by Dave Eggers
published July 2009
The true story of one family, caught between America’s two biggest policy disasters: the war on terror and the response to Hurricane Katrina.
Abdulrahman and Kathy Zeitoun run a house-painting business in New Orleans. In August of 2005, as Hurricane Katrina approaches, Kathy evacuates with their four young children, leaving Zeitoun to watch over the business. In the days following the storm he travels the city by canoe, feeding abandoned animals and helping elderly neighbors. Then, on September 6th, police officers armed with M-16s arrest Zeitoun in his home. Told with eloquence and compassion, Zeitoun is a riveting account of one family’s unthinkable struggle with forces beyond wind and water.
Photo and summary from Goodreads.com
You know, if I were to be honest I’m hesitant reading outside of the young adult genre. I want to, but (call me immature) I’m just so afraid everything that isn’t YA is going to be boring or complete fluff. I don’t know why I’ve developed such a hesitancy, especially since I’ve read SO many books that I loved that aren’t on the YA shelf, but still. I always have to give myself that extra push.
Now I’m here to tell you today, that this book was totally worth ignoring my first doubts. Don’t I sound like an infomercial? But wait! There’s more!
The thing that I loved about this book was it really got me out of my own head while I was reading it, and it made me angry. And frustrated. Especially towards the end. What’s that quote? “If you’re not angry, you’re not paying attention.” This book certainly makes you pay attention, and want to keep your eyes open.
Zeitoun deals a lot with two seemingly separate issues: being a Muslim in America post 9/11 and Hurricane Katrina. When I first started I just figured the fact that the Zeitouns are Muslims was a great opportunity for Dave Eggers to cover two substantial topics he wanted to write about, and I was a little confused why he explored their faith SO MUCH. But, later on it made a TON of sense why he spent so much time discussing the Zeitouns’ faith. I’ll let you learn why yourself.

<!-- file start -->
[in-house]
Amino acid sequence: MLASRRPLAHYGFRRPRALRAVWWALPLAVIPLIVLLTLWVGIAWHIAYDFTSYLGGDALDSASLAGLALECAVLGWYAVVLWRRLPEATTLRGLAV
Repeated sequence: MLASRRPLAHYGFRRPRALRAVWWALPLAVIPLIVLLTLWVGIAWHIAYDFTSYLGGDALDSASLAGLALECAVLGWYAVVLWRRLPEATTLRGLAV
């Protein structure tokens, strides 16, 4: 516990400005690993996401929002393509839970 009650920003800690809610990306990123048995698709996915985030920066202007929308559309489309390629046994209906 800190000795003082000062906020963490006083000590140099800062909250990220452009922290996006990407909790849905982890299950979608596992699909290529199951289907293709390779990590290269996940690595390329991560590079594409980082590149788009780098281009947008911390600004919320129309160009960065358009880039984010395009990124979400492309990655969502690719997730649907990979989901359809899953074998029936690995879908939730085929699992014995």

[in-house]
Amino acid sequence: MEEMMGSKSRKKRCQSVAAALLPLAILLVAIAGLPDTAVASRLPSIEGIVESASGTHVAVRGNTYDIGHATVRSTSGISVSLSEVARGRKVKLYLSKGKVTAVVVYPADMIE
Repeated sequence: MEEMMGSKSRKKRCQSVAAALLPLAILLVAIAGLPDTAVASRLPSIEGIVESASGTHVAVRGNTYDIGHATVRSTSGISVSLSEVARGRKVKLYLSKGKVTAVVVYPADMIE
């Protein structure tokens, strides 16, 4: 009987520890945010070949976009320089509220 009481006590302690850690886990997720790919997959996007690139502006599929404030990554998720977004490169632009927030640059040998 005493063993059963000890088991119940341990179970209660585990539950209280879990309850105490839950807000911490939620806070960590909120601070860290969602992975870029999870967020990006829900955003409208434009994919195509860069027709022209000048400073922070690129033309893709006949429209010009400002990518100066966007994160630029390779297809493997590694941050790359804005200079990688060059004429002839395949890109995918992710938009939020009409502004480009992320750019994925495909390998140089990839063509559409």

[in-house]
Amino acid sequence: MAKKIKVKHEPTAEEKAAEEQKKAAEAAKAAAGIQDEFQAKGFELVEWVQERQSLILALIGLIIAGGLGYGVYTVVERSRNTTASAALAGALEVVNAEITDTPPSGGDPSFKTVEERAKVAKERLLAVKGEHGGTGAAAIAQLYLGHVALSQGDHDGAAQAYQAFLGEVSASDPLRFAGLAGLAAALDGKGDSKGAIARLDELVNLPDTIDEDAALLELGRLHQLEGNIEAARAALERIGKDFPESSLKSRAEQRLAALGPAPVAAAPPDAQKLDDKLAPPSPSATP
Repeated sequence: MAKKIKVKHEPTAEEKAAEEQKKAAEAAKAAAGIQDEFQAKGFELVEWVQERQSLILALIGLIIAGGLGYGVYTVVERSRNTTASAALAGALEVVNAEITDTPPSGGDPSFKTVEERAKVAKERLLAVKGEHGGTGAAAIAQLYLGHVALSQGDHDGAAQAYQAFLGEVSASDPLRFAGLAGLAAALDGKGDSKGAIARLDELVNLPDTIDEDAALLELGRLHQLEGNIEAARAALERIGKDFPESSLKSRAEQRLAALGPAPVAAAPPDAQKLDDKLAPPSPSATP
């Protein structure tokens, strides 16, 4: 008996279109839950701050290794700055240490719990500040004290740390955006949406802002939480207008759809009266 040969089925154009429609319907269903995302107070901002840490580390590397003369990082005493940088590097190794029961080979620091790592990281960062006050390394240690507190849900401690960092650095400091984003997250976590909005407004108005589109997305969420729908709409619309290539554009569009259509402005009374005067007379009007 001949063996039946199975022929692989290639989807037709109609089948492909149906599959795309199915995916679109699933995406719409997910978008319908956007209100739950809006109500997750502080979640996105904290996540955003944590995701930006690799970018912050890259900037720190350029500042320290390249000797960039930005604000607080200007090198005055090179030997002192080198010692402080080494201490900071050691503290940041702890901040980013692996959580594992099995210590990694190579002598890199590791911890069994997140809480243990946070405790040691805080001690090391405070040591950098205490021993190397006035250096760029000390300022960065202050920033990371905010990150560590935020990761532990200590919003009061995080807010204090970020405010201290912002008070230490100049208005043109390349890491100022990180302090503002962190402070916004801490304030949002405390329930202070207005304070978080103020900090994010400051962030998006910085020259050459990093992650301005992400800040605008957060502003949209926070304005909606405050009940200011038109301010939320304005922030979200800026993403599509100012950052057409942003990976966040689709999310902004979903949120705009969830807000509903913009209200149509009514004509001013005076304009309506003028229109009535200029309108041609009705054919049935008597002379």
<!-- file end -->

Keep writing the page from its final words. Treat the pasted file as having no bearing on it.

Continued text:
The story in general is riveting. Even though before I read this book I knew a fair amount coming in about Hurricane Katrina, I feel like it had something new to tell. There were a lot of things I hadn’t thought about before reading this book, one example being how if someone was going to use a boat with a motor to rescue people in houses post-hurricane, then that person would be less likely to hear someone trapped inside of a house calling out for help compared to someone who was traveling motor-less. It really made me think of just how in-depth you would have to think to effectively and efficiently take care of a situation like this. There were a TON of things that went wrong post-Katrina that I’m not going to get into here, and Zeitoun unfortunately suffered a lot because of it. What was good to read was at the end, Eggers included responses from some of the people who took part in allowing Zeitoun’s suffering, which helped me to understand a little more about why everything happened.
Above all, Zeitoun put a big emphasis on how a bunch of little things add up to a big thing. Eggers was very careful to show the chain of effect going on in this story and it is incredibly evident how if one or more of the actions carried out were slightly tweaked, they could have led to a way different result (for better or for worse!).
I’m pretty sure I’m rambling. This is what happens when I don’t do my numbered list!
Anyway, another thing that I liked a lot was how this book was told from Kathy’s perspective, who left New Orleans, and Zeitoun’s perspective, who had stayed. Both perspectives were painful to read at times because, to put it in the most eloquent of terms, the situation sucked. Hearing about Kathy trying to find out information about her husband, while still trying to keep it together for her daughter’s? It broke my heart. And watching Zeitoun lose parts of himself as the story progressed? Man. The two really grew on me, and so especially by the end of the book I wasn’t only sharing the general pain of Hurricane Katrina and all the mess that went on after, but I was able to feel a tiny tiny bit of their personal pain as they tried to find all their pieces and put them back together. And let me tell you, feeling a tiny tiny bit of their pain was more than enough.
All in all, I’m pretty sure my only big qualm was the amount of family history Eggers went into on Zeitoun’s side. I liked reading a lot of it, but the amount seemed a little excessive.
Ultimate Review: This is pretty much a must read– at least for Americans, especially those not directly impacted by the hurricane. The justice issues going on in the book are incredibly important to be aware of. It was pretty much appalling to read. But important. Plot wise for me: while it got slow sometimes with family history it was overall a page-turner.
Hey go here: Here is a Q&A with Dave Eggers concerning his work behind Zeitoun.